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Children’s Museum, Indianapolis

Got kids? Despite being a little older than the target demographic and lacking in a child of my own, the Children’s Museum of Indianapolis was visited many times during my Indiana inhabitance. The fourth oldest and the world’s largest children’s museum is home to interactive and educational fun, ranging from dinosaurs to space to a carousel, all indoors. The space also hosts rotating exhibits (I even went with my grandma to see the terra-cotta soldiers there).

Courtauld Gallery, London

Another place I visited with my grandma was the Courtauld Gallery at the Courtauld Institute of Art. When my mother and I visited London many years ago, we purchased the London Pass which ended up not saving us very much on anything, but led us to a smaller gallery just a few blocks from Trafalgar Square. Located in Somerset House, the gallery has a wonderful collection of paintings that includes Manet, Van Gogh, Gauguin, Cézanne, as well as ceramics from the Renaissance and Degas sculptures. It’s usually much calmer than the National Gallery down the street so you can avoid the chaos that is tourist London.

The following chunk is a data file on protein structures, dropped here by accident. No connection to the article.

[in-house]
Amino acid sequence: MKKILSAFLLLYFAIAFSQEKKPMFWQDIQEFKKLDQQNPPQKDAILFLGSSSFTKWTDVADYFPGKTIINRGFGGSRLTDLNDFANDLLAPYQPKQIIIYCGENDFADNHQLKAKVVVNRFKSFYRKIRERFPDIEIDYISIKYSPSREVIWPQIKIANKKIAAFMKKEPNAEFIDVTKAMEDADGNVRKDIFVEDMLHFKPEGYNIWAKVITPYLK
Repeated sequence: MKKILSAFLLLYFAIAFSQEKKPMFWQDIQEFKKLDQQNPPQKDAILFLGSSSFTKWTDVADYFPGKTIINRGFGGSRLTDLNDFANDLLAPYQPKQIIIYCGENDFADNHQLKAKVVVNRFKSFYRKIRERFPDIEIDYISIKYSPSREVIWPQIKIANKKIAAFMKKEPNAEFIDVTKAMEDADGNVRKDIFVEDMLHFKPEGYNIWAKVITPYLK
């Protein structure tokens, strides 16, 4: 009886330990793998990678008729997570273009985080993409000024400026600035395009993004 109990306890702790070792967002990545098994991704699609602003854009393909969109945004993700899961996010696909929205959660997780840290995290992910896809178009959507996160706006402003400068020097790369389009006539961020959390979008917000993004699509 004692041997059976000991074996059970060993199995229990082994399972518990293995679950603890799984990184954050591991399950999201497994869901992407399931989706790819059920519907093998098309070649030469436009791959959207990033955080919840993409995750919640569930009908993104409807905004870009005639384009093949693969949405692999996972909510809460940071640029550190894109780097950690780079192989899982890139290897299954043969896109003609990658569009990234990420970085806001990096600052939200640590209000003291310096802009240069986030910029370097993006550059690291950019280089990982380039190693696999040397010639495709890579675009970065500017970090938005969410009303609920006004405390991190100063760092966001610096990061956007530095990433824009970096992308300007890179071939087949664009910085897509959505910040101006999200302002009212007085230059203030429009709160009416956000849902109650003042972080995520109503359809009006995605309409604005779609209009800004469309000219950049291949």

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Renwick Gallery, Washington, DC

Another gallery to avoid the crowds is my one DC gallery on this list. Part of the Smithsonian’s American Art Museum, the Renwick Gallery is a smaller space that allows each piece to take over individual rooms, shaping the experience with the integration of the piece into the physical space. The gallery is located literal steps from the White House and, because it is part of the Smithsonian family, entry is free.